Rachel Hall and Joseph Polacco do not know one another, yet their intertwined universes are undeniable. Both are celebrating recent publications. Hall is gaining recognition for Heirlooms, a collection of expertly crafted short stories that tell a rich multi-generational history of Jewish survival and identity. Vina: A Brooklyn Memoir is Polacco’s loving tribute to his Italian mother, celebrating her lasting spirit.
Heirlooms and Vina are the first full length publications for Hall and Polacco. Hall, with family and a rooted history in Columbia, is a Professor of English at the State University of New York-Geneseo. Polacco, originally from Brooklyn, is Professor Emeritus of Biochemistry at the University of Missouri-Columbia. Both are recognized in their fields; Hall has been honored for several of her stories and essays and has also received Chancellor’s Awards for Excellence in teaching and for her creative work. Polacco, twice a Senior Fulbright Fellow, also received the International Engagement Award.
Hall’s collection is fictional, despite roots in family history. As her characters elegantly navigate heart-wrenching struggles, readers become swept away in the choices of survival, as well as their costs.
“I grew up hearing many my mother and grandparents’ stories of their lives during the German Occupation of France and their immigration to the United States,” Hall says. “Like many family stories, parts were smoothed over or forgotten or tidied up. I’d ask questions and hope for another detail. Sometimes I’d get one, but often, my questions weren’t satisfactorily answered. In order to write the stories, I invented and embellished. I also researched extensively — traveling to France, but also reading journals about the time period, about adoption, immigration, even shampoo-making, which my characters engage in after the war in America. So I started out with real events and anecdotes, but needed imagination and research to turn them into stories.”
Polacco’s documentary approach is less encompassing than Hall’s fiction, but his animated portrayal of family and friends nonetheless pulls readers into the tightly knit Jewish-Italian nest, under his mother’s protective wing. He acknowledges that the journey of writing Vina brought him new understanding of how he could belong to more than one place, more than one people.
As he helped care for Vina in her last years, and began gathering stories in earnest, it became obvious that his story of belonging and affection was larger than just the Vina story.
“Motherhood is universal,” Polacco says, “and so my university colleagues were very supportive and understanding. Arriving in LaGuardia, though on a melancholy mission, is like taking a quick New York immersion under a cold shower. You’re in, you’re acclimated, you’re a New Yorker before even getting out of the terminal. My accent changed almost instantly.”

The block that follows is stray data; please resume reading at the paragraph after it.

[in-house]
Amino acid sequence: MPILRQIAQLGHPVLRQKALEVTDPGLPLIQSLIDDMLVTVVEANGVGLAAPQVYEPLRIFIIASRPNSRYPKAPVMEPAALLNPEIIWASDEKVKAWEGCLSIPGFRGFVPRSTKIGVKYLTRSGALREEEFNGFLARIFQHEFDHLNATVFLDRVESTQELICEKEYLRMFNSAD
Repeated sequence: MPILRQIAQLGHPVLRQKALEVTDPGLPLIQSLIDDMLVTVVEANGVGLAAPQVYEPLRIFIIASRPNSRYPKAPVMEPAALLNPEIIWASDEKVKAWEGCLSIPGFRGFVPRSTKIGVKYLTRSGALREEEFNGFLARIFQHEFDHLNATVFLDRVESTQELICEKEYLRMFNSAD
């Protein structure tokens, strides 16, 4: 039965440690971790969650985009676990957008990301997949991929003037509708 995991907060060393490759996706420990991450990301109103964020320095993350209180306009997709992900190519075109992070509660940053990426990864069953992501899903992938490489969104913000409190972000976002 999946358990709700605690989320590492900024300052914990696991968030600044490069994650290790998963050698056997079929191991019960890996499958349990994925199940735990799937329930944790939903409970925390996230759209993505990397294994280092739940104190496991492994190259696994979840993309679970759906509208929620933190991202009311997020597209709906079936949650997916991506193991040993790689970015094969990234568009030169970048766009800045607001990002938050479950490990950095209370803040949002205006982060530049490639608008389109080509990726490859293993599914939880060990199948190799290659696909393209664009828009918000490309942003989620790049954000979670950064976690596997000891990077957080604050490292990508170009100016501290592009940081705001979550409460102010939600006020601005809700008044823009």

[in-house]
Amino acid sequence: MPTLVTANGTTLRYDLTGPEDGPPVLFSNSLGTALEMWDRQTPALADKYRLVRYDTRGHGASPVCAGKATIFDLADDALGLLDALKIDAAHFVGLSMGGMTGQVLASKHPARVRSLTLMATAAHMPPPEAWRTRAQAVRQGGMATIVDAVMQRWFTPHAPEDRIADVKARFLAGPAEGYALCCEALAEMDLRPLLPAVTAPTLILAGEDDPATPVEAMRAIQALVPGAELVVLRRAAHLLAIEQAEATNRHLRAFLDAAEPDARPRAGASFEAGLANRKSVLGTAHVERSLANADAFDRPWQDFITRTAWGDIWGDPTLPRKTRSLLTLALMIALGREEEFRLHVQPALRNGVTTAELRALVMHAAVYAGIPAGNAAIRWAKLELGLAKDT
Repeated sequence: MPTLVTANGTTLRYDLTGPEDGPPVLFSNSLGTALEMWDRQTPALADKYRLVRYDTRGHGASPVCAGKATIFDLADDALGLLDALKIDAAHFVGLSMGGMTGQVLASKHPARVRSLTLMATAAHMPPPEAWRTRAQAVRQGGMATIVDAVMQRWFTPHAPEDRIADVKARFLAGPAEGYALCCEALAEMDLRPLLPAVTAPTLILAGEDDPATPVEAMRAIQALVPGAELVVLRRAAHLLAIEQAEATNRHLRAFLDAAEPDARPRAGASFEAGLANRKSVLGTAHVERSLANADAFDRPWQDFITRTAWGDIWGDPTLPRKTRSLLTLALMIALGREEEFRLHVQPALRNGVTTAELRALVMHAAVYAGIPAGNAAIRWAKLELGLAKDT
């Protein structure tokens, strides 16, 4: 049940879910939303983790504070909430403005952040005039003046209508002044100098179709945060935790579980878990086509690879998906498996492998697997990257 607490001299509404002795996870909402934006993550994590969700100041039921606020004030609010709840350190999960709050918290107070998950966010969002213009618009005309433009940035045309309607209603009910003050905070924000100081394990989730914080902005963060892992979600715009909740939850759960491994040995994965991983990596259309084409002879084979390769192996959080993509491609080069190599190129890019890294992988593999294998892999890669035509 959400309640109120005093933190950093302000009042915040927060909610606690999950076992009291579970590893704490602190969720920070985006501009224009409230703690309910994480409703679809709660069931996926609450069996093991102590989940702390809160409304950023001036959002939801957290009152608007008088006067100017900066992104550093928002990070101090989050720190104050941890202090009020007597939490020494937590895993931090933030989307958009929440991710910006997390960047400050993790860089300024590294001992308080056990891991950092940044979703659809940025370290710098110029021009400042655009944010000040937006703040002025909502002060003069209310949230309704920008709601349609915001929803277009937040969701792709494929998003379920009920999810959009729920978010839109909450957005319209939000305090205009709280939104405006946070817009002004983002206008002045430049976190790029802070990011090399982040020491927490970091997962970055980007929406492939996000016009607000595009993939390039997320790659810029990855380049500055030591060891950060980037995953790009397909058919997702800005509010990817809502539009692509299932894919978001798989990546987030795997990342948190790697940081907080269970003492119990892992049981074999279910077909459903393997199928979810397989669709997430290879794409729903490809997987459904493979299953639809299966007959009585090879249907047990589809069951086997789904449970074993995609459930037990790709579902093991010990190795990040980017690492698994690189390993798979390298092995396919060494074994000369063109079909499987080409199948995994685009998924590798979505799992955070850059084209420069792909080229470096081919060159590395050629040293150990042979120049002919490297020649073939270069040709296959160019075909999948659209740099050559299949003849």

Vina is filled with photographs, images of people at defining moments though time, their picture smiles rarely changing to create an attainable solidity in their ever-changing background.
In Heirlooms, the images are formed by the reader and from Hall’s vivid descriptions. The liberty of fiction allows her to show us varied expressions carried on the faces of her characters, the thought behind a wrinkled brow, the tension that sits even between loving family members, the truth that no one character can see on their own.
Vina and Heirlooms feature many places, times, history, people — all tangled together creating a cohesive story, all the threads spun to yarn.
Polacco says, “Mom’s interactions with folks in different places and contexts created a variety of “patterns” that I tried to portray. And, when superimposed, patterns of these “swatches” created a congruent overlap that defined Mom.”
Hall considered the medium of characters to reach her audience. “I was interested in telling individual stories from different perspectives. I also really enjoyed creating character, people who weren’t inspired by my family. I hope that writing from the point of view of these other characters broadens the overall story.”
In addition, Hall highlights the art of writing short stories versus novels. “… I love the short story as a form — the way it allows you to go in deep with a glimpse, but I also wanted to tell a longer, layered story,” she says. “I hoped that putting the stories together would create a novel-like structure.”
The books are truly cohesive wholes, despite (or because of) their fragmented nature. Learn more about the authors and their titles at www.rachelhall.org and www.josephpolacco.me.